Striking workers claim they were attacked at Clover Plant

Striking workers claim they were attacked at Clover Plant

  • Three striking workers were attacked on Monday evening at a Clover plant.
  • One worker is still in hospital.
  • Unions allege that thugs have been hired to intimidate the workers.
  • The strike started in November.

Three striking workers were attacked on Monday evening at a Clover plant in Clayville, Ekurhuleni.
A joint statement on Monday evening by the General Industrial Workers’ Union of South Africa (GIWUSA) and the Food and Allied Workers’ Union (FAWU) said two taxis and a private car arrived at the Clayville factory around 6pm and the striking workers were attacked.
One of the workers was “beaten badly” outside the factory. The other two workers “were taken into the factory where they were assaulted”, the unions said.
A worker who was present at the scene said the two workers were only released after the police and an ambulance arrived hours later.
The three workers were taken to Tembisa hospital. Two have been released.
“I took one of the injured workers [beaten inside the factory] to Tembisa hospital … He is seriously injured and still in hospital. We are worried for our safety but this doesn’t mean we will stop the strike,” said a worker, who asked not to be named.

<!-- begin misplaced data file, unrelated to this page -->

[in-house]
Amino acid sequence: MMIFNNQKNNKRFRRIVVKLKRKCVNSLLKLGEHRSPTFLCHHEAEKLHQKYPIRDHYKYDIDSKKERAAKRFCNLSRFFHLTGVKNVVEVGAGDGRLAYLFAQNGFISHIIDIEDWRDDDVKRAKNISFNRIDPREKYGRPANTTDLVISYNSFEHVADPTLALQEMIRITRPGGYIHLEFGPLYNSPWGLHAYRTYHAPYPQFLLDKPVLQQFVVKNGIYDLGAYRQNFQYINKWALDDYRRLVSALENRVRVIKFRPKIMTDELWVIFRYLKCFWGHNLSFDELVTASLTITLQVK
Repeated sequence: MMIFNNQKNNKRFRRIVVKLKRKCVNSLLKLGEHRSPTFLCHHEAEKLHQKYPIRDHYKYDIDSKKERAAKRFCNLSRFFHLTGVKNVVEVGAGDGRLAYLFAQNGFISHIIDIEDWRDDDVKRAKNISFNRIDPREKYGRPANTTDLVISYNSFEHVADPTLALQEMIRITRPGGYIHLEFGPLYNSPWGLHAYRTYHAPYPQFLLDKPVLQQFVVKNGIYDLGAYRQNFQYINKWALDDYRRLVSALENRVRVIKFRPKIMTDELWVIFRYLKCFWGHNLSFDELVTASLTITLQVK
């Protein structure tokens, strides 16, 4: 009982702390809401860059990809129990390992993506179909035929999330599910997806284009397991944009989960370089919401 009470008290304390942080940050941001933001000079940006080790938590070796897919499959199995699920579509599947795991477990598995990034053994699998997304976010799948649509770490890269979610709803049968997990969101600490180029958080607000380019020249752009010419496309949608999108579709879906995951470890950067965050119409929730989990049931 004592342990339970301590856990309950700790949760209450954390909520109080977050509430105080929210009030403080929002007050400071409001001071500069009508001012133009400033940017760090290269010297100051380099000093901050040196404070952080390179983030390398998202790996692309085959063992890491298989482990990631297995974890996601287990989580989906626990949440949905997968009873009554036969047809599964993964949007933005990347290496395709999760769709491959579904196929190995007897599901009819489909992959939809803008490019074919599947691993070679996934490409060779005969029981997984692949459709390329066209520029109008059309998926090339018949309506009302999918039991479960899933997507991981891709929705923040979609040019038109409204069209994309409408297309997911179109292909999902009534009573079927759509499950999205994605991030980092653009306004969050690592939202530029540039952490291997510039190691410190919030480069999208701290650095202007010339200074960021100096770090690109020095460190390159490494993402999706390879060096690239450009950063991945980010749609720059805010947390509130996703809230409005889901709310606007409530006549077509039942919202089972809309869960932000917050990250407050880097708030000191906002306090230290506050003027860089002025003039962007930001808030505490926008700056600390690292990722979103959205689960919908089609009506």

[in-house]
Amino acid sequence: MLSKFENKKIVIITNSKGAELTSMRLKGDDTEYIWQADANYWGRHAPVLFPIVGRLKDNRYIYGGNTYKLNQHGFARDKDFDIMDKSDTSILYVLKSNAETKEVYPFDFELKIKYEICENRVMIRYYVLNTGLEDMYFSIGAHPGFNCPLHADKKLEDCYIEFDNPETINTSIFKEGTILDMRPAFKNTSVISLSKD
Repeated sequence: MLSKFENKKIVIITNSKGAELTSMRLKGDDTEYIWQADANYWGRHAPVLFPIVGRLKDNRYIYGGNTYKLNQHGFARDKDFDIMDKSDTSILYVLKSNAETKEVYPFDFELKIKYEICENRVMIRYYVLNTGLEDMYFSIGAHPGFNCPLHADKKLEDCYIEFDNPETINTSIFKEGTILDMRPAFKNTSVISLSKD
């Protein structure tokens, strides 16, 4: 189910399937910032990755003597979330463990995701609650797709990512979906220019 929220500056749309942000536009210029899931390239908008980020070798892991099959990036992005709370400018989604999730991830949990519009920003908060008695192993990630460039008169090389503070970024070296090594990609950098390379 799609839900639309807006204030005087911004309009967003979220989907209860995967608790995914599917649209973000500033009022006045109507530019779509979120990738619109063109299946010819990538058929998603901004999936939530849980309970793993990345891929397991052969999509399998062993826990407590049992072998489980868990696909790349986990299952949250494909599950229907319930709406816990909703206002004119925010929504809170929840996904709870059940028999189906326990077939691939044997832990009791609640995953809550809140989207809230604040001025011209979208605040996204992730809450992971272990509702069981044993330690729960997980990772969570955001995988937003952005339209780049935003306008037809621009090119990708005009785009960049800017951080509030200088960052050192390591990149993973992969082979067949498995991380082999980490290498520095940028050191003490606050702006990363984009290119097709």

Workers have been picketing at Clover factories and plants as part of the strike since November last year.
Workers are demanding that Clover stop plans for further retrenchments, factory closures and salary cuts. They have also called for the company to reinstate dismissed workers.
GIWUSA national organiser Charles Phahla said a case had been opened at the Olifantsfontein police station near Clayville.
SAPS Lieutenant-Colonel Mavela Masondo confirmed that a case of assault with intent to cause grievous bodily harm was opened on Tuesday. Four suspects were arrested and taken to court the same day.
Phahla said the incident will not derail plans to intensify the strike which will continue until their demands are met.
According to the unions, the taxis had no number plates and have been transporting non-striking workers to the Clayville Clover factory. But these workers have now been sleeping at the factory.
The unions accused Clover of hiring the taxi drivers as “thugs and hitmen” to intimidate striking workers.
“We were on the scene and we spoke to local taxi associations and they said they don’t know those drivers,” said Phahla.
Clover denied the allegations.
“Taxi drivers involved do not work for Clover nor were they under any instruction from us to drive anyone, nor do we pay them,” said Steven Velthuysen, a Clover Group Manager.
“As we understand, striking workers started throwing stones at Clover trucks at the Clayville branch. Taxi drivers who transport passengers to and from the area became involved. [Police] were dispatched, and we are reliably informed that two taxi drivers were arrested. The matter remains in the hands of the [police].”

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